"Pharaoh said to Yaakov, 'How many are the days of the years of your life?" Yaakov answered Pharaoh, "The days of the years of my sojourns have been one hundred and thirty years. Few and bad have been the days of the years of my life, and they have not reached the life spans of my forefathers in the days of their sojourns." (Bereishit 47:8-9)

At the momentous meeting between Yaakov and Pharaoh, Pharaoh asks Yaakov his age. Yaakov gives a lengthy answer, explaining that he endured a very difficult life, but he had not lived as long as his fathers. This dialogue is difficult to understand. It's strange that of all the things that Pharaoh could have asked Yaakov, he chose to ask him his age. Equally enigmatic is Yaakov's lengthy and seemingly pessimistic answer about the pain that he had suffered.

The Ramban and Rashbam explain that Yaakov looked extremely old, and his appearance struck Pharaoh so much that he was aroused to ask how old Yaakov actually was. Yaakov answered him that although he was very old, he looked even older due to the many difficulties that he underwent in his life.

It still remains difficult why Yaakov offered such a seemingly pessimistic answer. Rabbi Aharon Leib Shteinman suggests that Yaakov did not want to arouse the jealousy of Pharaoh, so he emphasized the difficulties of his life.

Regardless of the reason for his answer, the Sages are critical of Yaakov, and note that he was severely punished for this dialogue. The Daat Zekeinim cite an astounding Midrash:

"At the time that Yaakov said, 'few and bad have been the days of my life', The Holy One said to him, 'I saved you from Esav and Lavan, I returned Dina to you, and also Yosef, and you complain about your life that they were few and bad?! By your life, the number of words from 'and [Pharaoh] said, until the 'days of their sojourns' so too will be reduced from your years, that you will not live to the age of your father, Yitzchak'. Because Yitzchak lived for 180 years, and Yaakov only lived for 147 years."

This Midrash criticizes Yaakov for characterizing his years as few and bad.[1] As a punishment, Yaakov lost one year for every word in that dialogue, amounting to 33 words, and he only lived to 147 instead of the 180 years of his father's life.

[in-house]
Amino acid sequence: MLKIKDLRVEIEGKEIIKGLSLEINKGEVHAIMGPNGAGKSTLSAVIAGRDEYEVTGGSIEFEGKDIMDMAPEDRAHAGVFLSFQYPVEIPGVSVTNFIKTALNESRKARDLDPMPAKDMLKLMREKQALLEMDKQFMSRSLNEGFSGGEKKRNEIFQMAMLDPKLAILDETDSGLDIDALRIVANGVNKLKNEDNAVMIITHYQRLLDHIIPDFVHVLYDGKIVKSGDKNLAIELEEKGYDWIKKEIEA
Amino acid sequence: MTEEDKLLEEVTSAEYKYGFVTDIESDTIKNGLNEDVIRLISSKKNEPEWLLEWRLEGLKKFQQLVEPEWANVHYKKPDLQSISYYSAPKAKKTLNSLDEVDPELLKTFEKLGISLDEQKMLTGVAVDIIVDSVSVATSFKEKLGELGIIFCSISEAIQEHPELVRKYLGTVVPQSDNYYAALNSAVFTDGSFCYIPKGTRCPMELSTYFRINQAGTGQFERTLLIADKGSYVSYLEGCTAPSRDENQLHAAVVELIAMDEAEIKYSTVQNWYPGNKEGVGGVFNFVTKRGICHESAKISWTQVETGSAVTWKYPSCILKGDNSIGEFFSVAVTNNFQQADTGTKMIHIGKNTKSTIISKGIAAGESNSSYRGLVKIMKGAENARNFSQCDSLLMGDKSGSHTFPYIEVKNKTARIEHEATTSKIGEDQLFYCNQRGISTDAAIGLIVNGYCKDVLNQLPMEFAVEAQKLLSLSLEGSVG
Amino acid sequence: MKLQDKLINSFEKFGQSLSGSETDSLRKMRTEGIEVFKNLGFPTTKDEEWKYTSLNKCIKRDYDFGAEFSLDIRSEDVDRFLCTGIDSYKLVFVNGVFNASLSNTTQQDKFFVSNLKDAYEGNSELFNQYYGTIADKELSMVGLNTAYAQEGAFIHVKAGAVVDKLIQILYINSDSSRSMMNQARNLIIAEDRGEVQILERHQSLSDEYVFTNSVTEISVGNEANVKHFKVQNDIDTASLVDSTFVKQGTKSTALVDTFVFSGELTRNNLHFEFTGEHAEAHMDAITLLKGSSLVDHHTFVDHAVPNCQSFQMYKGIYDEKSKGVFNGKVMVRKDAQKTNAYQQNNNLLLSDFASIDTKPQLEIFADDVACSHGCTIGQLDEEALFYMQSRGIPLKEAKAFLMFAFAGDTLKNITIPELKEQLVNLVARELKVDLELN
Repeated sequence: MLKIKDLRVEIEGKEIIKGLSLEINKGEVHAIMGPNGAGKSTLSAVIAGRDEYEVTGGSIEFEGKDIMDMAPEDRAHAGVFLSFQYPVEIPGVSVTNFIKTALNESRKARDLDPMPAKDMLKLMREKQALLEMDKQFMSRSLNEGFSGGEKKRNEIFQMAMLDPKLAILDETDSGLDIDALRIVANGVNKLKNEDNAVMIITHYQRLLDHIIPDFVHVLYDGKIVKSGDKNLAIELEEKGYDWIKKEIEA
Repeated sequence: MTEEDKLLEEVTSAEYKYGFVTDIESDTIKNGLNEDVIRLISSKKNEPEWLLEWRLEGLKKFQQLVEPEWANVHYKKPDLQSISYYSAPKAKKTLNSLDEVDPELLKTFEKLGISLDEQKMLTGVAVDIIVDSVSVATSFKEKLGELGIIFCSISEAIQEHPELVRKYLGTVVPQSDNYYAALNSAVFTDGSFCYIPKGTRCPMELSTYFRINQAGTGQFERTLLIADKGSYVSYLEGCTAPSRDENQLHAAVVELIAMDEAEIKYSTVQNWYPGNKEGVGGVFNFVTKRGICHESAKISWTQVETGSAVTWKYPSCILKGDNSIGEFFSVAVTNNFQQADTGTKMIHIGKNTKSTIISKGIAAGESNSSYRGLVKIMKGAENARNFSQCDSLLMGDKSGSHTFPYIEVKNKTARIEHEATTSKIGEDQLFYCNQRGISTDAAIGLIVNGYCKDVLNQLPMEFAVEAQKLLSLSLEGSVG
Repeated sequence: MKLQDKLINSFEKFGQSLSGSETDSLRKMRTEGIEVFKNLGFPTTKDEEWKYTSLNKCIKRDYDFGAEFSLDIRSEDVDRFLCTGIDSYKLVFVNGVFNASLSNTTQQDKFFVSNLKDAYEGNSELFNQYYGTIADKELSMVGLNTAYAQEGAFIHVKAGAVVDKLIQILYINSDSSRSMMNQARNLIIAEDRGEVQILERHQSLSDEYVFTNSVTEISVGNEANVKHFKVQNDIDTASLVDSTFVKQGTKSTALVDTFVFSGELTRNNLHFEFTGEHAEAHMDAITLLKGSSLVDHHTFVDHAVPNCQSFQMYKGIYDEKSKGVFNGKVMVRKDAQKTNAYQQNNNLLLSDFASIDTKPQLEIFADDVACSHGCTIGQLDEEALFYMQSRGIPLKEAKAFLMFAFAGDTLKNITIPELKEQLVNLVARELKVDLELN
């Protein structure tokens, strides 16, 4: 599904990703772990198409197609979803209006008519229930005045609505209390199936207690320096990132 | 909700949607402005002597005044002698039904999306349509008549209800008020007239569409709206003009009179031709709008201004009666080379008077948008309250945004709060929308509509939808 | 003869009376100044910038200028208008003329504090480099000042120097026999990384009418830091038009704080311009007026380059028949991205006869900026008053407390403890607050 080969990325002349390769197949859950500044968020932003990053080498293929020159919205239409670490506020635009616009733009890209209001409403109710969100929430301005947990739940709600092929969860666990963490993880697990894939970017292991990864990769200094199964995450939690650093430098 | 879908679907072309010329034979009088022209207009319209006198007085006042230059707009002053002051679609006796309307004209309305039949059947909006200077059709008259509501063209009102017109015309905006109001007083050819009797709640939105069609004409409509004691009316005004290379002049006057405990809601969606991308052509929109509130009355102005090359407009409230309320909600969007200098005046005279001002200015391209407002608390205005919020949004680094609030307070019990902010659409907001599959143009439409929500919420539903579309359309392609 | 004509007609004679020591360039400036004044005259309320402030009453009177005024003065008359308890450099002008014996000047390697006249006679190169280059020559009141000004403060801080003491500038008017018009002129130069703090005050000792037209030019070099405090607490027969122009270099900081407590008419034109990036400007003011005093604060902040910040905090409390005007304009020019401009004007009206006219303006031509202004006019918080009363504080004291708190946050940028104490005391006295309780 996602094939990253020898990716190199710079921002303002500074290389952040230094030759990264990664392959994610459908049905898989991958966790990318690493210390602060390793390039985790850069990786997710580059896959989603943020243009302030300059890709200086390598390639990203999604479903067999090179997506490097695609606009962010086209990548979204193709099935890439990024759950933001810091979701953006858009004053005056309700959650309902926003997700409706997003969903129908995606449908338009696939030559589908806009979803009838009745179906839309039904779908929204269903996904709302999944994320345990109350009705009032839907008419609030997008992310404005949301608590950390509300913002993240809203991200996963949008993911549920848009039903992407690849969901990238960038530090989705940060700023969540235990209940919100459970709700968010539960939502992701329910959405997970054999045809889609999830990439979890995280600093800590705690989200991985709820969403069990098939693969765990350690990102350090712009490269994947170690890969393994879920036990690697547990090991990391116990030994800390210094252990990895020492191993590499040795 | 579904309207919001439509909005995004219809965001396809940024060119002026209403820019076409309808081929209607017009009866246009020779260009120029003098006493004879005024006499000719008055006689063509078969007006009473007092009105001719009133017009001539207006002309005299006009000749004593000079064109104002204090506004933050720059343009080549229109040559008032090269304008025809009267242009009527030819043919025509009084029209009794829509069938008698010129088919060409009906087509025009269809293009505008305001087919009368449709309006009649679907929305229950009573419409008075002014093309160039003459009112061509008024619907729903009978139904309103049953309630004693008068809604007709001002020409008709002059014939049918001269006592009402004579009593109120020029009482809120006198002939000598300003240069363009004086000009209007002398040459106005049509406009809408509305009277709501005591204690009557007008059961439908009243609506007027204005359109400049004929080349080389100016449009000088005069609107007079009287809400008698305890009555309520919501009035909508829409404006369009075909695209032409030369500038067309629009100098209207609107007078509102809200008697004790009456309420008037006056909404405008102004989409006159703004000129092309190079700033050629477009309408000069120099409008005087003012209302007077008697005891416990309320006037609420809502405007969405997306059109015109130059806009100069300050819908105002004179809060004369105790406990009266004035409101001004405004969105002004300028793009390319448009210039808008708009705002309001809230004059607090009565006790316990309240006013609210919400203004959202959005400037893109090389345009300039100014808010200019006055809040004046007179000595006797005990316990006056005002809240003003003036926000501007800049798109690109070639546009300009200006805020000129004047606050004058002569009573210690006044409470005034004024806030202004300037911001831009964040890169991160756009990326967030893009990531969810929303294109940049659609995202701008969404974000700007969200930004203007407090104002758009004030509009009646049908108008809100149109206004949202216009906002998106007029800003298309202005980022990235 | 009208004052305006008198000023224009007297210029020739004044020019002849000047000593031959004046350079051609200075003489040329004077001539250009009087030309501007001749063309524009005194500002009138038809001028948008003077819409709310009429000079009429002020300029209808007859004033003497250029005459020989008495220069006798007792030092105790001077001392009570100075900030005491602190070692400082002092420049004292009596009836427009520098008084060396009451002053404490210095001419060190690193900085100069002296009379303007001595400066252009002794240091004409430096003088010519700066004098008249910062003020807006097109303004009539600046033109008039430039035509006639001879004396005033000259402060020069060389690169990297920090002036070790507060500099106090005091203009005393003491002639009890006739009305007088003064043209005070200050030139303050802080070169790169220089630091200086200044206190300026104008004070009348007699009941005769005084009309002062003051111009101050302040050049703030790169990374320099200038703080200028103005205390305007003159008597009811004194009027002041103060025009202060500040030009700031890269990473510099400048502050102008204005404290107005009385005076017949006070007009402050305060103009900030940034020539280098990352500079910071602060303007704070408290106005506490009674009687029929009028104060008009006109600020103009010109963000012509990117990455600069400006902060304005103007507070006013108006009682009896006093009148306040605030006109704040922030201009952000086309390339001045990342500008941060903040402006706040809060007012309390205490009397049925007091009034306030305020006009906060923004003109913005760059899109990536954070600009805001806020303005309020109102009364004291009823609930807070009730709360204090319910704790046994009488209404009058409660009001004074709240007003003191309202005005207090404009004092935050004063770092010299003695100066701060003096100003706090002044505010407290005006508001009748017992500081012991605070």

There are two very important points that can be derived from this Midrash. The first is an incisive observation from Rabbi Chaim Shmuelevitz.[2] He points out that Yaakov himself only used 25 words - the other 8 words comprised of the Torah's description of Pharaoh's initial question to Yaakov about his age. It's understandable that Yaakov was penalized for his own negative assessment of his life, but why should he be punished for Pharaoh's question?

Rav Shmuelevitz explains that Yaakov looked so old because of his attitude towards his sufferings. Had he not felt so negative about his life, then he would never have appeared so old, and he would never have aroused Pharaoh to immediately ask his age. Thus, in the same way that he lost 25 years for his attitude towards his pain, he even lost 8 years because that same attitude caused him to look in such a way that caused Pharaoh to even ask the question. This teaches us that a person's internal attitude reflects on his outward appearance, and if such an appearance transmits a negative message, then a person is held responsible for that.

A second important point can be gleaned from a careful reading of God's criticism of Yaakov. God did not say that Yaakov did not endure any difficulties, rather He focused on the four great difficulties that Yaakov faced in his life - Esav's threat to Yaakov, Yaakov's torrid time with Lavan, the episode of Dina's abduction, and the disappearance of Yosef. God noted that ultimately, He saved Yaakov from the threats of Esav and Lavan, and returned Dina and Yosef home. It seems that the emphasis of the criticism of Yaakov was that he focused on the pain of those events when instead he should have stressed the fact that God saved him each time, despite the fact that he endured untold suffering in the midst of those episodes.

This is a very powerful lesson. When delivered from an ordeal, how does one relate to the past events: does he focus on the pain and suffering, or on the final, positive result? God's stern rebuke of Yaakov teaches us that each person has an obligation to focus on the positive ending and not dwell on the pain. Moreover, Rabbi Shmuelevitz's additional observation makes an even more demanding requirement - that even if a person underwent great suffering, he still has a responsibility to radiate a happy expression.

May we merit to learn the lessons of the dramatic conversation between Yaakov and Pharaoh.

NOTES

1. Needless to say, as is always the case, Chazal magnify the mistakes of the great people in the Torah to make their example relevant to us. Yaakov Avinu underwent more suffering than most people can even imagine, and he was evidently judged on a very exacting level for his words.
2. Sichos Mussar, Maamer 29.